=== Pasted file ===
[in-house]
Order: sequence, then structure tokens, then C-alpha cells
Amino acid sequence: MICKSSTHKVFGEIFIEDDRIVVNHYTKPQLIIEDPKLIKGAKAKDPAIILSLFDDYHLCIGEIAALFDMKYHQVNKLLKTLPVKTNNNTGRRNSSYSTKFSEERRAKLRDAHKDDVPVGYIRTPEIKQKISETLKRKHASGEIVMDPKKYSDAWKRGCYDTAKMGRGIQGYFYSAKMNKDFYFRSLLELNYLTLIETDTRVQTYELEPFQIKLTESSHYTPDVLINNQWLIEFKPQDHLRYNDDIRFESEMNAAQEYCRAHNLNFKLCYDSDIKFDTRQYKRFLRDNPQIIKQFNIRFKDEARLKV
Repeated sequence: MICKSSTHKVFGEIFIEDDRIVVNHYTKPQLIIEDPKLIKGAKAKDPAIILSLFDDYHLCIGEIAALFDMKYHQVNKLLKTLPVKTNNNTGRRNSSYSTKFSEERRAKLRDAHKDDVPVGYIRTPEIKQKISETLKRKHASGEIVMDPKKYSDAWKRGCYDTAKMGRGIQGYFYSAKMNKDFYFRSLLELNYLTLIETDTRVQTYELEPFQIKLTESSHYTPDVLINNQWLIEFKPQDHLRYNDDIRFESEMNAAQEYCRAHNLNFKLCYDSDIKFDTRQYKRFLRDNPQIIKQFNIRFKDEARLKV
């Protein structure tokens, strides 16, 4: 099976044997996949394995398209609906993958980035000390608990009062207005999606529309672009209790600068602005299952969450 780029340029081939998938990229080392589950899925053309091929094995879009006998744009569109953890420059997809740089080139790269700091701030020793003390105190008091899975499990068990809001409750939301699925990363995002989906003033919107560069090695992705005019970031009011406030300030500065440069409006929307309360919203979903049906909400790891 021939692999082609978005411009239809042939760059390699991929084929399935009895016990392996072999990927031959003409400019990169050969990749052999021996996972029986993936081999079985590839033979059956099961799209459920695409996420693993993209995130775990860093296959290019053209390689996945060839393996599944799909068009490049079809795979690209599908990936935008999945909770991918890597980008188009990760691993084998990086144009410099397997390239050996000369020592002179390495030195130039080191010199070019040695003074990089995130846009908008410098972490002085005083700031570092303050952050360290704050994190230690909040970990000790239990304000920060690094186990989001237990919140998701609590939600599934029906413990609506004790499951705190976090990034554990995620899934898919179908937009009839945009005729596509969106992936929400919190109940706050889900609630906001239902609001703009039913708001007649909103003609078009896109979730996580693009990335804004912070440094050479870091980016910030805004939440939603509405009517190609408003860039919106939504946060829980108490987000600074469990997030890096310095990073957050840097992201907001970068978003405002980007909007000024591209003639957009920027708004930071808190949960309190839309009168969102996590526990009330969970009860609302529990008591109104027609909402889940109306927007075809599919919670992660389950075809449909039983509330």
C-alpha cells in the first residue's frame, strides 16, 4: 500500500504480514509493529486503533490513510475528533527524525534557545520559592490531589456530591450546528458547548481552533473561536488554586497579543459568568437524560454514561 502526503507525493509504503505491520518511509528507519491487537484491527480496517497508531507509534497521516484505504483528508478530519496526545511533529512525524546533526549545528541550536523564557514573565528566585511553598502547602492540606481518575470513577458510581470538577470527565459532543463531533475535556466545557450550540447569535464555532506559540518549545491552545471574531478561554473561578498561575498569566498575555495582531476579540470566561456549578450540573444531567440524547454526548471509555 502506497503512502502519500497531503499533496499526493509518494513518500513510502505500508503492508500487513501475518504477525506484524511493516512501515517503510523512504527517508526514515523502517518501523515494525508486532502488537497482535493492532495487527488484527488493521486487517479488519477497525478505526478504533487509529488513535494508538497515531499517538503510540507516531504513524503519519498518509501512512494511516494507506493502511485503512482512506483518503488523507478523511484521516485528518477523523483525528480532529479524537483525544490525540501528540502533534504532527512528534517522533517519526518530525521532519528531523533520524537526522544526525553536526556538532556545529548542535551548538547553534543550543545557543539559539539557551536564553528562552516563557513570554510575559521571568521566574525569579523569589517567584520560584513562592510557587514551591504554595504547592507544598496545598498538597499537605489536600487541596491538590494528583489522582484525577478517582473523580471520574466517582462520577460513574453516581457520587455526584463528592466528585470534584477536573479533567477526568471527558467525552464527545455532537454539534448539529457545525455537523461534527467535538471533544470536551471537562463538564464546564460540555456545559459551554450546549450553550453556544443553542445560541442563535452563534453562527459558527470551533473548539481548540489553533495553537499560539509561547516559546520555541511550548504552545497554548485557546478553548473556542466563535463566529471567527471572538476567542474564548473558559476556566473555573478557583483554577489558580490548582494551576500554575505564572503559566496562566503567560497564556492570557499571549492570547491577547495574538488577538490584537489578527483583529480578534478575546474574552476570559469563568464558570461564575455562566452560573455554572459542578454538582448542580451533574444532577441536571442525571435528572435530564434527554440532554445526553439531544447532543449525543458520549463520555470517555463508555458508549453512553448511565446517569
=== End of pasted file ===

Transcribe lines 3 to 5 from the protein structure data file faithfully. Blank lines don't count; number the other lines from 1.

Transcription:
Amino acid sequence: MICKSSTHKVFGEIFIEDDRIVVNHYTKPQLIIEDPKLIKGAKAKDPAIILSLFDDYHLCIGEIAALFDMKYHQVNKLLKTLPVKTNNNTGRRNSSYSTKFSEERRAKLRDAHKDDVPVGYIRTPEIKQKISETLKRKHASGEIVMDPKKYSDAWKRGCYDTAKMGRGIQGYFYSAKMNKDFYFRSLLELNYLTLIETDTRVQTYELEPFQIKLTESSHYTPDVLINNQWLIEFKPQDHLRYNDDIRFESEMNAAQEYCRAHNLNFKLCYDSDIKFDTRQYKRFLRDNPQIIKQFNIRFKDEARLKV
Repeated sequence: MICKSSTHKVFGEIFIEDDRIVVNHYTKPQLIIEDPKLIKGAKAKDPAIILSLFDDYHLCIGEIAALFDMKYHQVNKLLKTLPVKTNNNTGRRNSSYSTKFSEERRAKLRDAHKDDVPVGYIRTPEIKQKISETLKRKHASGEIVMDPKKYSDAWKRGCYDTAKMGRGIQGYFYSAKMNKDFYFRSLLELNYLTLIETDTRVQTYELEPFQIKLTESSHYTPDVLINNQWLIEFKPQDHLRYNDDIRFESEMNAAQEYCRAHNLNFKLCYDSDIKFDTRQYKRFLRDNPQIIKQFNIRFKDEARLKV
């Protein structure tokens, strides 16, 4: 099976044997996949394995398209609906993958980035000390608990009062207005999606529309672009209790600068602005299952969450 780029340029081939998938990229080392589950899925053309091929094995879009006998744009569109953890420059997809740089080139790269700091701030020793003390105190008091899975499990068990809001409750939301699925990363995002989906003033919107560069090695992705005019970031009011406030300030500065440069409006929307309360919203979903049906909400790891 021939692999082609978005411009239809042939760059390699991929084929399935009895016990392996072999990927031959003409400019990169050969990749052999021996996972029986993936081999079985590839033979059956099961799209459920695409996420693993993209995130775990860093296959290019053209390689996945060839393996599944799909068009490049079809795979690209599908990936935008999945909770991918890597980008188009990760691993084998990086144009410099397997390239050996000369020592002179390495030195130039080191010199070019040695003074990089995130846009908008410098972490002085005083700031570092303050952050360290704050994190230690909040970990000790239990304000920060690094186990989001237990919140998701609590939600599934029906413990609506004790499951705190976090990034554990995620899934898919179908937009009839945009005729596509969106992936929400919190109940706050889900609630906001239902609001703009039913708001007649909103003609078009896109979730996580693009990335804004912070440094050479870091980016910030805004939440939603509405009517190609408003860039919106939504946060829980108490987000600074469990997030890096310095990073957050840097992201907001970068978003405002980007909007000024591209003639957009920027708004930071808190949960309190839309009168969102996590526990009330969970009860609302529990008591109104027609909402889940109306927007075809599919919670992660389950075809449909039983509330």